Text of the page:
- Anne Allison (Duke University) interviews Doug Porter (Leo Burnett) about advertising and the globalization of culture
Anne Allison (Associate Professor of Cultural Anthropology at Duke University) interviews Douglas Porter (Executive Vice President and Worldwide Management Director-McDonald’s at Leo Burnett U.S.A.). Topics include the relationships between culture and commodity, and questions of globalism and localism. In the interview, Porter discusses McDonald’s in terms of its history, operation, advertising campaigns, and development from an “American” institution to a global enterprise with localized differences in distinct markets. Specific attention is given to the China market, given Porter’s expertise in this region, and to how McDonald’s adapts to (and also gets mired within) societal changes operating both within the U.S. and also in different places around the world. Throughout the interview, Porter plays McDonald’s TV commercials from various advertising campaigns to illustrate the points discussed.
To start off, could you tell me a little about your own background.
I went to Cornell, and graduated in ‘78 with a B.S. in Hotel Management. However, I always wanted to be a pilot so I went through the Navy ROTC program and became a Navy pilot for seven years, 1978 to ‘85. I came to Burnett in 1985 and I’ve worked on Beatrice, Luvs Diapers, a brand at Procter and Gamble where we helped introduce the gender-specific diaper idea. Then I moved to Miller Beer in the late 80s and early 90s, and, later, spent from 1993 till ‘99 on Phillip Morris on different cigarettes ending up as the worldwide Marlboro director. In April of ‘99 I was given the opportunity to run McDonald’s worldwide. The responsibilities today are the US youth business; several different co-ops in the US, where the local franchises band together and do their own advertising; and in 25 different countries, international assignments ranging from China to the UK to South Africa to Argentina.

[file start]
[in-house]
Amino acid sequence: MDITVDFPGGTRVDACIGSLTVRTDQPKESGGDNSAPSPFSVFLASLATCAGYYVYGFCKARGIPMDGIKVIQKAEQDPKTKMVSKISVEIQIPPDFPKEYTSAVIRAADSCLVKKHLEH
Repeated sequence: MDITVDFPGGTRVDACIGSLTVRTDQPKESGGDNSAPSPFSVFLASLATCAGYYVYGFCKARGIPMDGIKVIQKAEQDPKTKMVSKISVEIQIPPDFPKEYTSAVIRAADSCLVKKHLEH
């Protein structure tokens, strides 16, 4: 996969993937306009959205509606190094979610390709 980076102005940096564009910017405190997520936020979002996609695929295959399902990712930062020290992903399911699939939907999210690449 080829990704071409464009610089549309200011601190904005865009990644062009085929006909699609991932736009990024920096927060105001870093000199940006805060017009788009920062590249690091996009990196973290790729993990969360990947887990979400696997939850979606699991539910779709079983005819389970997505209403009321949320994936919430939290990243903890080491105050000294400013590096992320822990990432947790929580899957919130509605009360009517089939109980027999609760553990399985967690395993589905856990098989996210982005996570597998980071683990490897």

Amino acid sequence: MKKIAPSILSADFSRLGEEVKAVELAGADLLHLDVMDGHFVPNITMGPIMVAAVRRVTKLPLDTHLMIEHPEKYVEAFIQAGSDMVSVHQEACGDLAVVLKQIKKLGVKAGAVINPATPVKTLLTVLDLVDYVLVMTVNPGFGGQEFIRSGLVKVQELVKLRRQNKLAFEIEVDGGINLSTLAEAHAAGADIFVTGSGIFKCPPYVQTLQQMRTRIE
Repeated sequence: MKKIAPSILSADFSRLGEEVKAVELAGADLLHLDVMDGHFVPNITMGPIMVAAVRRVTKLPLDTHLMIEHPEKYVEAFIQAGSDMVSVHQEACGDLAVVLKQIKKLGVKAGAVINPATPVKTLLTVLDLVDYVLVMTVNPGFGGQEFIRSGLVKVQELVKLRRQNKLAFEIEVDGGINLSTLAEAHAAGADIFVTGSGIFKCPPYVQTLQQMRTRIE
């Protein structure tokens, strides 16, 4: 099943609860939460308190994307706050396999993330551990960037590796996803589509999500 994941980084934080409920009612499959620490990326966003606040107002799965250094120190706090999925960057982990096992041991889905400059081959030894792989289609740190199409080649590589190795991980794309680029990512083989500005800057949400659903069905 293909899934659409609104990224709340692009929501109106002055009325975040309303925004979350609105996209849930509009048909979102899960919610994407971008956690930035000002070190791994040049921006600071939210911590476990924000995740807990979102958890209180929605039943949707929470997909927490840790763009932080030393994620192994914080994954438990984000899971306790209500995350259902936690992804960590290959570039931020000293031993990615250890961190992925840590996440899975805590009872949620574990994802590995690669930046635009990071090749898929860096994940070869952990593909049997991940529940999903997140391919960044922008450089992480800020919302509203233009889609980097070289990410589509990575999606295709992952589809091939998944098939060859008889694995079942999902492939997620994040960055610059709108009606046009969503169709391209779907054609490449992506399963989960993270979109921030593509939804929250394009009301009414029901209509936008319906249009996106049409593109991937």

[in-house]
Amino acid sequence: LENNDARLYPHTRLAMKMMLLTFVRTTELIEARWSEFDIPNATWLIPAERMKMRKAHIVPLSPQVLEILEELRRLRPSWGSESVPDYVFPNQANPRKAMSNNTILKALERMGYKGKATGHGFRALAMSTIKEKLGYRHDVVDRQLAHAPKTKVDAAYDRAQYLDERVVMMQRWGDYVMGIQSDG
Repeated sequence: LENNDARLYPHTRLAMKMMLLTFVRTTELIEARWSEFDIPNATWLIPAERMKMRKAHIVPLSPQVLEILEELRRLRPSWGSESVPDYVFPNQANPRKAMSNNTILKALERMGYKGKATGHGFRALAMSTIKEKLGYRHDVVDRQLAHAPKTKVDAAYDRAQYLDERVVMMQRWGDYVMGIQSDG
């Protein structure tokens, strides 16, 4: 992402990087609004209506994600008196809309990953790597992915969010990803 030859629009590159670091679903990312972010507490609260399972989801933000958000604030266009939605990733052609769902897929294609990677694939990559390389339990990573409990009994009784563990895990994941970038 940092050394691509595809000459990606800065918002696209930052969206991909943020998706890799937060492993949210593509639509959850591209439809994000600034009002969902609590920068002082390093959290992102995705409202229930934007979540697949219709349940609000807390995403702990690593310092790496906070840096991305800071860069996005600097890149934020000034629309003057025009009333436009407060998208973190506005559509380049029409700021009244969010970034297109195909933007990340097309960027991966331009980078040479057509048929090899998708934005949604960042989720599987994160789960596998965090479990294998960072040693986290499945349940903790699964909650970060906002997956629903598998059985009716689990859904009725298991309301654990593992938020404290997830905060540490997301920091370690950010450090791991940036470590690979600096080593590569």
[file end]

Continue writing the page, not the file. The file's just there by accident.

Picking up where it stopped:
Let’s start with the McDonald’s global campaign—it sounds incredibly impressive. Is Leo Burnett the main advertiser?
It’s really spilt between DDB and Leo Burnett. DDB has a number of countries and we have a number. They’re located in New York—they do the adult business in the US. McDonald’s keeps it very competitive between the agencies, and it’s nice to have two global resources to call on.
Do you do certain countries?
Yes. We do 25 individual, different countries. One thing about McDonald’s—and I think it’s driven by the culture and the consumer-base in these different countries—is that it is very decentralized. McDonald’s is in 120 countries globally, and the decisions at the local level (as far as who their agency is or how the brand develops its marketing activities) are made by that local management.
So when you say local management, does that mean that in the 25 countries you oversee, Leo Burnett has a local agency there?
Yes. That would be correct.
So do you go and visit these individual agencies?
Yes, all the time.
And the person in charge is usually from the local country?
For instance, it would be the president or the managing director or the JVP (Joint Venture Partner) in that country. As far as Leo Burnett structure, we have the locals running each individual country, by and large. What we will do is sprinkle a number of ex-pats around. To give you an example, we have one ex-pat in London who looks over the majority of Europe and one ex-pat in Singapore who looks over the majority of Asia. We have slightly more junior people running Finland and also China. The ex-pats who have gained firsthand knowledge of the McDonald’s brand in a mature market like the US help us to extend and develop the brand in countries where it is newer. As you can imagine, the competition will be very different depending on the culture. For instance, in China the main competition is “hawker” stalls—older people selling noodles and...